- Join over 1.2 million students every month
- Accelerate your learning by 29%
- Unlimited access for just £4.99 per month
A Bunch of Men in Wigs Who Didn't Want To Pay Their Taxes.
The first 200 words of this essay...
A Bunch of Men in Wigs Who Didn't Want To Pay Their Taxes
The American Revolution was and will always be the most important piece of history for the United States of America. It was revolutionary. We The People broke free from Britain and gained our independence. But the question is, how much was gained? Did we lose more that we gained? Were the consequences larger than the positive aspects? Only one third of the colonists enthusiastically supported the Revolution. While I am happy to be an American, and will always support decisions made my founding fathers, I can't help but being a little reticent to slapping them on the backs and congratulating them for being masters of the world.
From 1763, Colonists had only to be convinced that an arbitrary ruler-whether Parliament or King-was violating their inherent rights, to feel that rebellion was justified. The colonists were unhappy and being treated shabbily by their motherland, trouble was brewing. This conviction was bred in them by the series of events that occurred between 1763 and 1776. The language used to protest the British Acts was legal, and political. But the primary cause of the Revolution was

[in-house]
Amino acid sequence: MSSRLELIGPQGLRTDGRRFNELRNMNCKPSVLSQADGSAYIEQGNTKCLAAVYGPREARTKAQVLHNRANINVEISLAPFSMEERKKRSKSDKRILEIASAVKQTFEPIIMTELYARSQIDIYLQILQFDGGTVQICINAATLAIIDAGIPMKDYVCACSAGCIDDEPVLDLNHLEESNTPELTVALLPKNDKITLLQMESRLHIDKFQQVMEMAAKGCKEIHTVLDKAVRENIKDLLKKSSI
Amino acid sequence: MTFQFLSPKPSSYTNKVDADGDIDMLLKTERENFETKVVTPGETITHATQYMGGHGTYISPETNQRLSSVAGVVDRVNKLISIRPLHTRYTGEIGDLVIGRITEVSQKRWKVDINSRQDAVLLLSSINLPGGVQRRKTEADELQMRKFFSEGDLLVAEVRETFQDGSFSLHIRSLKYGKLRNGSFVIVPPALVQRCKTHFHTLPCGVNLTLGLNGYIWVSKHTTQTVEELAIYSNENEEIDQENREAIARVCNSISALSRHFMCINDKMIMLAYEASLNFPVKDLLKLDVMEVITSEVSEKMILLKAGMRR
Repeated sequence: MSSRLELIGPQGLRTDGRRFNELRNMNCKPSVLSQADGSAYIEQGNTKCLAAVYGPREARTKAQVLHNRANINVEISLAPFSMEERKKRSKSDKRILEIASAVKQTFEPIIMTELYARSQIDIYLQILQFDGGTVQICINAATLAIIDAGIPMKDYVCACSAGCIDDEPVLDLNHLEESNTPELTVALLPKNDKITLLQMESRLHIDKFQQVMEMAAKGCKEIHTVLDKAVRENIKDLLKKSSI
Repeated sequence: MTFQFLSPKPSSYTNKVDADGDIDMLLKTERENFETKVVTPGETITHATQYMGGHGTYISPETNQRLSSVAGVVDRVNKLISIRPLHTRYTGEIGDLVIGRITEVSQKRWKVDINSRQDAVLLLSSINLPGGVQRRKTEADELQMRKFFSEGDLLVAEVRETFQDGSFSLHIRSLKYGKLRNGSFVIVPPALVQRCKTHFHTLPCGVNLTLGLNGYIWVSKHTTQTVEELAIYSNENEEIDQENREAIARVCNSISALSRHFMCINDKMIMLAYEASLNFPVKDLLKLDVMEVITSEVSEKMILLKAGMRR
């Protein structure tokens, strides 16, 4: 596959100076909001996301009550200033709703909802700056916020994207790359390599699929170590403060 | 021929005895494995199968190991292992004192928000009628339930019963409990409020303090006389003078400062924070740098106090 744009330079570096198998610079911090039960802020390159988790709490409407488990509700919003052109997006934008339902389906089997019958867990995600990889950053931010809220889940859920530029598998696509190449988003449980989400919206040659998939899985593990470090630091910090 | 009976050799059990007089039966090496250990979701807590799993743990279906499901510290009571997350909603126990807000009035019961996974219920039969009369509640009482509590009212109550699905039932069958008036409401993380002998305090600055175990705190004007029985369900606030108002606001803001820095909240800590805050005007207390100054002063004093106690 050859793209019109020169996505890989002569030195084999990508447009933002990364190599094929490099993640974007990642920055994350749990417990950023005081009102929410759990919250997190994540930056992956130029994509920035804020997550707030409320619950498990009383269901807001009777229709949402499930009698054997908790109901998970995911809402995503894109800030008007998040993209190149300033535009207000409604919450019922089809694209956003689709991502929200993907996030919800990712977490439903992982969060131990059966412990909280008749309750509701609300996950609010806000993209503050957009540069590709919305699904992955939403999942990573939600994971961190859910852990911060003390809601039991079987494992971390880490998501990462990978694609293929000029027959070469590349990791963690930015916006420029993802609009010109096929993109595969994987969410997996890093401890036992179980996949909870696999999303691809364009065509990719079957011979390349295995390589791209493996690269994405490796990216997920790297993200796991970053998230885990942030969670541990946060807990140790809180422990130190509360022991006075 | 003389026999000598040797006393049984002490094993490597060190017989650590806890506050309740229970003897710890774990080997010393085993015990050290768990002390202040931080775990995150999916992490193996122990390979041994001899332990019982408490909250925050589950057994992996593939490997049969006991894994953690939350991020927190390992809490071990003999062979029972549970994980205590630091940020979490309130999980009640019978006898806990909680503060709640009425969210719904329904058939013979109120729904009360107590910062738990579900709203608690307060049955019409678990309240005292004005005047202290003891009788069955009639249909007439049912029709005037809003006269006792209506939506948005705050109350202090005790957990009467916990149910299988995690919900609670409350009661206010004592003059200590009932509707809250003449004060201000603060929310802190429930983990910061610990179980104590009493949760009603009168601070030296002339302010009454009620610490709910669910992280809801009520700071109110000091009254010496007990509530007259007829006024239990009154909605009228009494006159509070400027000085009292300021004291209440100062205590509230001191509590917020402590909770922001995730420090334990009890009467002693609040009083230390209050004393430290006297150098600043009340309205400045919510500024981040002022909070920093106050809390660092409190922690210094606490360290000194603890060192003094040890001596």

Found what you're looking for?
- Start learning 29% faster today
- Over 150,000 essays available
- Just £4.99 a month
Not the one? We have 100's more
Sources of Law (view all)
- Are the Human Rights Act 1998 and the doctrine of Parliament...
- "Public policy has been slow to treat disability as a m...
- "The key provisions of the Sexual Offences Act 2003 are...
- "In form, the Human Rights Act (HRA) is compatible with...
- "While we must grant that there is noabsolute separatio...
- Advantages and Disadvantages of Purposive Approach
- Should people have a right to privacy?
- Laws are necessary for the peace, stability, order and good ...
- Describe the sources of law in the UK
- Should Conventions Be Made Law in the UK?
""Yvette Agars. Senior History Teacher. Saint John's College. Whyalla S.A.
""Dean Hil. l Media, Business, ICT, History and Sciences. University Student.